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Angles are not negative, however in trigonometry we easily talk about them anyway. The thing we use to make sense of them is modular arithmetic.

Modular arithmetic arranges the numbers in a clock or cycle, for example modular 3 we count $0,1,2,0,1,2,0,1,\dots$. We simply only have $3$ integers, and if we reach $3$ we simply go back to $0$. We therefore say that $3$ modulu $3$ is $0$, which is written as $3\equiv0\pmod{3}$

When using modular numbers, we don't have negative numbers either, and if we go below zero, we end up at the top again, so $-1\equiv2\pmod{3}$

We have a rule here and that is, we can add or subtract the number we're doing the modulus to as many times we want, and it'll remain the same.


When using degrees, a full turn in a circle is $360^\circ$, and when we have performed a full turn in a circle, we're just back where we started. This is just like the modulus operation I talked about above, and we can use the modulus concept to explain how angles operate when going below $0^\circ$ or above $360^\circ$.

When working with degrees, we go back to zero at $360^\circ$, therefore in degrees it makes sense to say that degrees work using modulus $360^\circ$. If we understand angles this way, we can explain what a negative angle really is. Let's for example take $-90^\circ$, we can apply modular arithmetic, which allows us to add $360$ to any angle without changing it: $-90^\circ\equiv270^\circ\pmod{360^\circ}$ and if you draw those two angles on the unit circle, notice how the angles point at the same place.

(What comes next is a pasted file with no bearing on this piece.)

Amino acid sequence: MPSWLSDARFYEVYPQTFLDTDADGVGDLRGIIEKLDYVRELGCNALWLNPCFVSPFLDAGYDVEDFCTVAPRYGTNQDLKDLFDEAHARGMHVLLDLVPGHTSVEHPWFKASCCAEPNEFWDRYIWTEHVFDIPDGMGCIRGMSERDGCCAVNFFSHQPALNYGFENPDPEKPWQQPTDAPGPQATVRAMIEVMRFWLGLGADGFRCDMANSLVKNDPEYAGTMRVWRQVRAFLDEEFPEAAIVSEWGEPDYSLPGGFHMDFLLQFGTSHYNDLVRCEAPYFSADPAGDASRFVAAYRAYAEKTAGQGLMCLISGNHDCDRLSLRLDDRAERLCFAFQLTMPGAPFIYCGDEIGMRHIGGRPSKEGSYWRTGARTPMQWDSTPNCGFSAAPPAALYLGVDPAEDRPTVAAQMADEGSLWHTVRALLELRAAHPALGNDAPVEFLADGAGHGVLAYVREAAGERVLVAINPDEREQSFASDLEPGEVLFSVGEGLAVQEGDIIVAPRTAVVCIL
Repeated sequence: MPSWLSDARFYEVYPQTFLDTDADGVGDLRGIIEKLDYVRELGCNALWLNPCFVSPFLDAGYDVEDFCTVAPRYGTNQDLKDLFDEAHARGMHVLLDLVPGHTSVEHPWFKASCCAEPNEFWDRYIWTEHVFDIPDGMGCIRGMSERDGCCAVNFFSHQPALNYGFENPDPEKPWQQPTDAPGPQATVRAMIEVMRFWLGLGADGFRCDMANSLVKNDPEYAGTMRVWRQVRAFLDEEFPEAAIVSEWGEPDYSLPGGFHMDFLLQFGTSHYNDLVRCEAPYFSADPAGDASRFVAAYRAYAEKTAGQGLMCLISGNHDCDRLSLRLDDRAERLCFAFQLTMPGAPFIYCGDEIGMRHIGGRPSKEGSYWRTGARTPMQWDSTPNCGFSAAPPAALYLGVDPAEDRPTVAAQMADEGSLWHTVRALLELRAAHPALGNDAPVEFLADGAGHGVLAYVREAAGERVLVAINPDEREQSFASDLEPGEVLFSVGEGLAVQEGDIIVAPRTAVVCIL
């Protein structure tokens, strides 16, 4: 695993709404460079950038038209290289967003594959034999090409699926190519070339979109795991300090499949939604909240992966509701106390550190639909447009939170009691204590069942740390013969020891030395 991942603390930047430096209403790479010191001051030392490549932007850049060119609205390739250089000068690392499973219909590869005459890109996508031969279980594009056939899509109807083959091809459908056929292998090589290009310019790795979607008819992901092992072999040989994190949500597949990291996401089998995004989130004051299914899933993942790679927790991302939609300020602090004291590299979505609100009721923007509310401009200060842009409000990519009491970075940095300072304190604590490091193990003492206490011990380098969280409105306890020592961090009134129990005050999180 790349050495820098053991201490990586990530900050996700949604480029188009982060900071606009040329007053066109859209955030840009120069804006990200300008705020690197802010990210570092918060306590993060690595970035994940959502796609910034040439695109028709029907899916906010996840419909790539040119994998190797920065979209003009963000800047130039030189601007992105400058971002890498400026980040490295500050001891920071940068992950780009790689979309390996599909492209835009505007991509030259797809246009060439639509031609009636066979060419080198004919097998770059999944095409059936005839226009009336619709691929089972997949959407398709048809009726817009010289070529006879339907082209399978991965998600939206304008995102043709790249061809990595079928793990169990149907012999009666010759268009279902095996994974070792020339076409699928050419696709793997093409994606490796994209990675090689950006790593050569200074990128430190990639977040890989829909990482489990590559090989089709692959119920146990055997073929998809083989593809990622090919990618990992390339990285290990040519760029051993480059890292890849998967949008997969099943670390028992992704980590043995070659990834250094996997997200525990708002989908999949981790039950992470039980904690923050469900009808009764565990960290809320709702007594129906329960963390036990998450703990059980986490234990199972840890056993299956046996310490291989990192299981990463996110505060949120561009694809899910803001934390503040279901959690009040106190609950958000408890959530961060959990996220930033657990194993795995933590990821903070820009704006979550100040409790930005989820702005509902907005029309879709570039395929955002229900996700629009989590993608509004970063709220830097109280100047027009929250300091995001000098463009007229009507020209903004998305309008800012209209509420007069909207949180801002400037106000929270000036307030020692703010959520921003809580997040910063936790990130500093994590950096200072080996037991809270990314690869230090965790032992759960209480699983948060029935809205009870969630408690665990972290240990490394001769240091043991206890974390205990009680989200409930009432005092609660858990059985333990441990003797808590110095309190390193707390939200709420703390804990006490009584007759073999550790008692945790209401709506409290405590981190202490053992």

All this also explains why going above $360^\circ$ allows you to go below again, namely $400^\circ\equiv40^\circ\pmod{360^\circ}$, and therefore the angle $40^\circ$ and $400^\circ$ is just the same thing.

When talking about radians, it's much the same, except a full turn is $2\pi$ instead of $360$, and therefore we have to work modulus $2\pi$ with radians.

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  • $\begingroup$ I mean, saying something like working with degrees, we're simply working modulus [sic] 360 is a worthless way to explain, because evades definition of the full angle (a.k.a. 1 turn, or revolution) that is necessary to substantiate why should we operate modulo 360 making calculation in degrees and modulo 2π in radians. $\endgroup$ – Incnis Mrsi Dec 29 '14 at 15:15
  • $\begingroup$ @IncnisMrsi I have attempted to clarify my answer. $\endgroup$ – Alice Ryhl Dec 29 '14 at 15:26
  • $\begingroup$ I retract my downvote in appreciation of cleanup, but do not think this modular arithmetic stuff addresses the question of signedness enough. $\endgroup$ – Incnis Mrsi Dec 29 '14 at 15:33
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Angle is a measurement and can't be negative, and it is used to define a certain point on the trigonometric circle. In the trigonometric circle, counterclockwise rotation is denoted the positive sign and counterclockwise is denoted the negative sign. for example, moving 60 degrees in the positive direction is completely identical to moving 300 degrees in the negative direction, as they both define one point. Note that the choice of + or - is completely arbitrary and makes no difference; what really matters is the absolute value of angular displacement.

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    $\begingroup$ There are several situations where 360°≠0, 540°≠180°, 450°≠90°, and so on. $\endgroup$ – Incnis Mrsi Dec 29 '14 at 15:25
  • $\begingroup$ @IncnisMrsi Right. Imagine a screw: from the top, it looks equal no matter if you rotate by 360° or 720°. But the depth of the screw is different. $\endgroup$ – glglgl Dec 29 '14 at 16:32
  • $\begingroup$ @IncnisMrsi Of course. in this simple answer I am merely concerned with angular position, and the definition of negative angles. $\endgroup$ – Mammad Eskan Dec 29 '14 at 22:27

protected by J. M. is a poor mathematician Oct 13 '16 at 22:02